Monday, June 01, 2015

EU believes puts its faith in guns not aid

According to a secret document released on 25 May 2015 by Wikileaks the EU is in the process of implementing a plan for the use of military force in order to deal with the growing refugee influx from Libya to Europe via the Mediterranean. The plan devised by the EU Politico-Military Group aims to "disrupt human smuggling networks" and  "to contribute to systematic efforts to identify, capture and destroy vessels before they are used by traffickers".

Given the turbulent nature of Libya in the aftermath of the NATO - sponsored overthrow of the Gaddafi regime, how yet more European military intervention is going to affect the situation on the ground is unclear. This, in turn leads to the problems of identifying "traffickers" (as the document calls those taking migrants to Europe) in a fluid, often violent civil conflict in which different factions are vying for advantage. It is all too easy in these cases to be misled by groups hoping to use European military force to even the odds by way of air strikes. As the West's debacle in Iraq and Afghanistan, shows ignorance of local history, customs and political realities is often fatal for civilians. 

Yet even if EU manages to avoid the mistakes of the past it is hard to imagine how such actions will do anything more than temporarily limit numbers from Libya. The operations are being marketed as a way of saving refugees from the dangers of a taking a route which has cost the lives of thousands, but refugees are perfectly aware of the risks they take when crossing the Mediterranean. With the expansion in ownership of smart phones worldwide, modern refugees can often contact home via services such as Viber and Facebook, so ensuring valuable, potentially life saving information can be shared. Faced with the choice of drowning on a leaky vessel and going back to the war torn homes they fled, they are opting for the former, given the fact the EU immigration rules have given very little chance of choosing a safer alternative.

Even if, by some miracle European war planes/ships do manage to target just smuggler ships what exactly happens to those intercepted in international waters? Will they be forced back to Libya, fired upon if the crew refuses to heed warnings, foisted off on some third nation's territory following Australia's example?

Should this measure work then the next step would be the switch to smaller, less easily detected vessels even less suitable for making a long sea crossing and hence we have the possibility that a successful interdiction policy will lead to even more drownings of men, women and children in the Mediterranean, now the most dangerous stretch of water for refugees in the world. Alternatively, the flow of those willing to risk all for a better life will be channelled elsewhere to places such as Spain and Greece whose close proximity by sea to other non-EU nations make them impossible to seal off unless the most draconian of war time precautions are employed.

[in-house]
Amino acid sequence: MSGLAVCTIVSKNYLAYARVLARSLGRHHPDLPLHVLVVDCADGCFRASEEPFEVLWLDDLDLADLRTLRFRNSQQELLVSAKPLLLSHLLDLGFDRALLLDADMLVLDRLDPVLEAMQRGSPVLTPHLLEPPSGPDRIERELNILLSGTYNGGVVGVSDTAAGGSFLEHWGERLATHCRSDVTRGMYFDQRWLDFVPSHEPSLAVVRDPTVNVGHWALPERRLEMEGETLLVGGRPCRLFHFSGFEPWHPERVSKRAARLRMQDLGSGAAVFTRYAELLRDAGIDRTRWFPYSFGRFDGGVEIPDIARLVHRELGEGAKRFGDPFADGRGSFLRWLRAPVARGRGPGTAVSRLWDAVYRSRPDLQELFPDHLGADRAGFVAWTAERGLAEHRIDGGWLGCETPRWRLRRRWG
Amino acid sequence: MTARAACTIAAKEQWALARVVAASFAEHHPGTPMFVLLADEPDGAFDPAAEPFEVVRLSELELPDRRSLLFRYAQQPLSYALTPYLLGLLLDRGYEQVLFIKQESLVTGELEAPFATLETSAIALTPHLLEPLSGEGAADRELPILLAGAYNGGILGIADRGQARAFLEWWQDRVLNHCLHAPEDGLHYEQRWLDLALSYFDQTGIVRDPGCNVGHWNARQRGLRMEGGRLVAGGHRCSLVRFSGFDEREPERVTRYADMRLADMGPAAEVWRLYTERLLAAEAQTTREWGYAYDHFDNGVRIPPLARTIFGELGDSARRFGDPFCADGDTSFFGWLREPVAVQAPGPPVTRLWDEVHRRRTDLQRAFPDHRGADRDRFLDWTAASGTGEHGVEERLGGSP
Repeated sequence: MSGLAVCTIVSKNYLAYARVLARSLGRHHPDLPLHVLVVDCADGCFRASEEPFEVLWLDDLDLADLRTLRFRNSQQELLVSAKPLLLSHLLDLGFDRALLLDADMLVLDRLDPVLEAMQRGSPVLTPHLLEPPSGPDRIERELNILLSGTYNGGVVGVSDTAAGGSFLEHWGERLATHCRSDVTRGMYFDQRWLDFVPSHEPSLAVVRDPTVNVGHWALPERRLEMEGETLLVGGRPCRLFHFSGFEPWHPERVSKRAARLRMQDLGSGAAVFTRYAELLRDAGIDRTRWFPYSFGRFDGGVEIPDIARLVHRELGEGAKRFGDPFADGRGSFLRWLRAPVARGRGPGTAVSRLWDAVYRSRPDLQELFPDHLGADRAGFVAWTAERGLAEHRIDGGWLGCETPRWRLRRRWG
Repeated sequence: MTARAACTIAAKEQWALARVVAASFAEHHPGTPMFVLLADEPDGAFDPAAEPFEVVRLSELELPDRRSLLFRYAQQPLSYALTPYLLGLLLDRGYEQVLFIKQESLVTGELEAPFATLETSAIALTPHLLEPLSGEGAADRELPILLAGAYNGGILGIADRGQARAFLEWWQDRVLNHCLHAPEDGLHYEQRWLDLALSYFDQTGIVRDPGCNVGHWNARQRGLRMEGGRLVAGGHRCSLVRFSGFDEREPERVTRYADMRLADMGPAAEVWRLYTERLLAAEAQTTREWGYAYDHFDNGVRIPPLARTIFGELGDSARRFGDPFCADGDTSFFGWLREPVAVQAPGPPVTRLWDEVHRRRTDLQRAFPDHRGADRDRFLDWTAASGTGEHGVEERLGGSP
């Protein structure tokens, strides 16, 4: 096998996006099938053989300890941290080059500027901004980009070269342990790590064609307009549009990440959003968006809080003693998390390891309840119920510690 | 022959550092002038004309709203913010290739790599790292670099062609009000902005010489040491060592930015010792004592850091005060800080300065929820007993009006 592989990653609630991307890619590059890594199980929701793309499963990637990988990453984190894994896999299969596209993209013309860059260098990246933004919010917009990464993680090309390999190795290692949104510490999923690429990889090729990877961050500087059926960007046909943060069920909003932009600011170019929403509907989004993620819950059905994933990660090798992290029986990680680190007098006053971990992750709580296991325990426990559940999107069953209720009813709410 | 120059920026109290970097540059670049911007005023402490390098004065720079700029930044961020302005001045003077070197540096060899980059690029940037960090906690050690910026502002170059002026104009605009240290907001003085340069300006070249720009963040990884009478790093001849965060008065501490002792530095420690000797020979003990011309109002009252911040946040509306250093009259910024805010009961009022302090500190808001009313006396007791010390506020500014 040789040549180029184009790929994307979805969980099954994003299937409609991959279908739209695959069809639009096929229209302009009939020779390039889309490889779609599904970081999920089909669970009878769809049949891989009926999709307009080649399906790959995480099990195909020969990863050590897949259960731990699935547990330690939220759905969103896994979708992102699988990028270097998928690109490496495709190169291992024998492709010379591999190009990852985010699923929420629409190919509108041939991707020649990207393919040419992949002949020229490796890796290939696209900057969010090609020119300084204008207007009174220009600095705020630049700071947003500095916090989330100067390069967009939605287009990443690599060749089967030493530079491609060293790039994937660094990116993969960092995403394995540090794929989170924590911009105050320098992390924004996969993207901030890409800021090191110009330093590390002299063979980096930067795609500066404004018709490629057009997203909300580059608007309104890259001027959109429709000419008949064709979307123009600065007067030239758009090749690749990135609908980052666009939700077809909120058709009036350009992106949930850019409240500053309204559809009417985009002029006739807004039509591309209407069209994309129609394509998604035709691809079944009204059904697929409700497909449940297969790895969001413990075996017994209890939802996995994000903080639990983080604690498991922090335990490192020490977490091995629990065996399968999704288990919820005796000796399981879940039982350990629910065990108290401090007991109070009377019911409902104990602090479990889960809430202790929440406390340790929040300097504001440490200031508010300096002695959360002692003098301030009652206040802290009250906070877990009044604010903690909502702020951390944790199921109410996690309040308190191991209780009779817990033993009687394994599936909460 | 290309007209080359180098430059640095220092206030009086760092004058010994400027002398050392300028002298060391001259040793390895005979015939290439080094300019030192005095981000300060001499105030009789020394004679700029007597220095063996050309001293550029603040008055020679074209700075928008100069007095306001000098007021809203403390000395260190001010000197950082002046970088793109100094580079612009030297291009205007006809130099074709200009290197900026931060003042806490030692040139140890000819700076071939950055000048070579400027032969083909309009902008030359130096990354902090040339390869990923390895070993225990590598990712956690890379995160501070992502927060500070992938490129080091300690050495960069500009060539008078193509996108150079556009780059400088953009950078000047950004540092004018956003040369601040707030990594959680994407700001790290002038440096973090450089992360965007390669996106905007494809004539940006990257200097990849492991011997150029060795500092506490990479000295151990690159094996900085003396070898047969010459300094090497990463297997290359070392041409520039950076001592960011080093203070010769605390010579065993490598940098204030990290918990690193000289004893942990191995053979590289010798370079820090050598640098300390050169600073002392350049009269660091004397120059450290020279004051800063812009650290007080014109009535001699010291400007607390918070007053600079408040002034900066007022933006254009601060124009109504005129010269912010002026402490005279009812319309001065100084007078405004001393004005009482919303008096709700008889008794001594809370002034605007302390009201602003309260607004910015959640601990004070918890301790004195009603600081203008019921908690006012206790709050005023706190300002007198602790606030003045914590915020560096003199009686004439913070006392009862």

Already, Greece has become a transit spot and many unable to fly or use other forms of transport are walking across the Balkans in order to reach places such as Germany and Holland. In cities in the north the parks are now temporary home to groups, often composed of families with young children taking a short break before continuing their arduous trek north (see previous post). In an era when air travel has become more affordable than ever before we are faced with the sight of groups of people attempting to cross a continent on foot.

On a deeper, more moral level the idea of using military action in a humanitarian crisis is a symptom of a malaise in Europe, instead of providing aid and relief to those fleeing war, poverty and other disasters in places such as Syria and Yemen The EU, which won the Nobel Peace Prize in 2012, is authorising the use of force against some of the poorest and most desperate people on the planet. 

The deliberate conflation of the terms "smuggling" and "trafficking" by European politicians and mainstream media outlets is part of the current media strategy aimed at legitimising military action to deal with, what in essence is a refugee crisis. The idea is that people who smuggle others (angels by no means|) over a border are the same as those who are little more than modern day slavers.This, itself the product of the hardening of attitudes to newly arrived migrants, minorities and other groups of the poor who have suffered the brunt of austerity measures implemented since the 2008 financial crisis. Often the poorest are pitted against each other in a bitter fight for basic resources such as employment, health care and housing

Attitudes to immigration, once the preserve of far right fringe groups such as the ultra-right British National Party are now to be considered respectable enough to be part of mainstream political discourse and even worse are becoming the basis for initiatives that remind us of the darker days of Europe's recent past. 

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